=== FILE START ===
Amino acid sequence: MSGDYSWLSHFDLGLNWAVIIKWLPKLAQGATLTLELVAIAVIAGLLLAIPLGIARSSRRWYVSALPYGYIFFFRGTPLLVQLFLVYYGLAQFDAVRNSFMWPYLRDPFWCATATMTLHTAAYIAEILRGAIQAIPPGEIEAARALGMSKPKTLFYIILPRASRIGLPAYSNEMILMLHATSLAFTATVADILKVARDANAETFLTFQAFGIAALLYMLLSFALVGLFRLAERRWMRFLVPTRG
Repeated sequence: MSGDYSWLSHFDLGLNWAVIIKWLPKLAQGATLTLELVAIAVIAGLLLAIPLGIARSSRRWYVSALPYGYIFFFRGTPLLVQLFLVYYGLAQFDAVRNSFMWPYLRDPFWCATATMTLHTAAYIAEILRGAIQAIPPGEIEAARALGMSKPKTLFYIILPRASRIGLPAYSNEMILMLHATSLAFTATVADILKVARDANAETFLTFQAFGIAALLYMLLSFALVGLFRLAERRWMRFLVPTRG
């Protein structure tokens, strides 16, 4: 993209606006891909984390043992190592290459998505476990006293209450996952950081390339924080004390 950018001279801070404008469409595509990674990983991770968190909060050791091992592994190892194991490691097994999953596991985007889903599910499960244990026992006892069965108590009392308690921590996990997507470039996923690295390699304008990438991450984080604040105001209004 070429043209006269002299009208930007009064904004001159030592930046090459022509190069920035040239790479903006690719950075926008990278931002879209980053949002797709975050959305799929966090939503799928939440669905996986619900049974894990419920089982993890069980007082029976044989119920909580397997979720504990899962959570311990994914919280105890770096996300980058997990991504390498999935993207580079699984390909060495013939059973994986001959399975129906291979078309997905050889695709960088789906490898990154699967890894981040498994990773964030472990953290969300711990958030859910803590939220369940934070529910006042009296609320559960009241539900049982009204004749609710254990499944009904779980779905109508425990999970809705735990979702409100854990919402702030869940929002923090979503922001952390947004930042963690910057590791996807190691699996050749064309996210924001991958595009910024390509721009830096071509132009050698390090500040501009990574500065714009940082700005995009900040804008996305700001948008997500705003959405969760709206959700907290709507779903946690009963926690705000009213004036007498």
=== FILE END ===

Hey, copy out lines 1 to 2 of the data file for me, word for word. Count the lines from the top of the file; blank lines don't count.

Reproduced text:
Amino acid sequence: MSGDYSWLSHFDLGLNWAVIIKWLPKLAQGATLTLELVAIAVIAGLLLAIPLGIARSSRRWYVSALPYGYIFFFRGTPLLVQLFLVYYGLAQFDAVRNSFMWPYLRDPFWCATATMTLHTAAYIAEILRGAIQAIPPGEIEAARALGMSKPKTLFYIILPRASRIGLPAYSNEMILMLHATSLAFTATVADILKVARDANAETFLTFQAFGIAALLYMLLSFALVGLFRLAERRWMRFLVPTRG
Repeated sequence: MSGDYSWLSHFDLGLNWAVIIKWLPKLAQGATLTLELVAIAVIAGLLLAIPLGIARSSRRWYVSALPYGYIFFFRGTPLLVQLFLVYYGLAQFDAVRNSFMWPYLRDPFWCATATMTLHTAAYIAEILRGAIQAIPPGEIEAARALGMSKPKTLFYIILPRASRIGLPAYSNEMILMLHATSLAFTATVADILKVARDANAETFLTFQAFGIAALLYMLLSFALVGLFRLAERRWMRFLVPTRG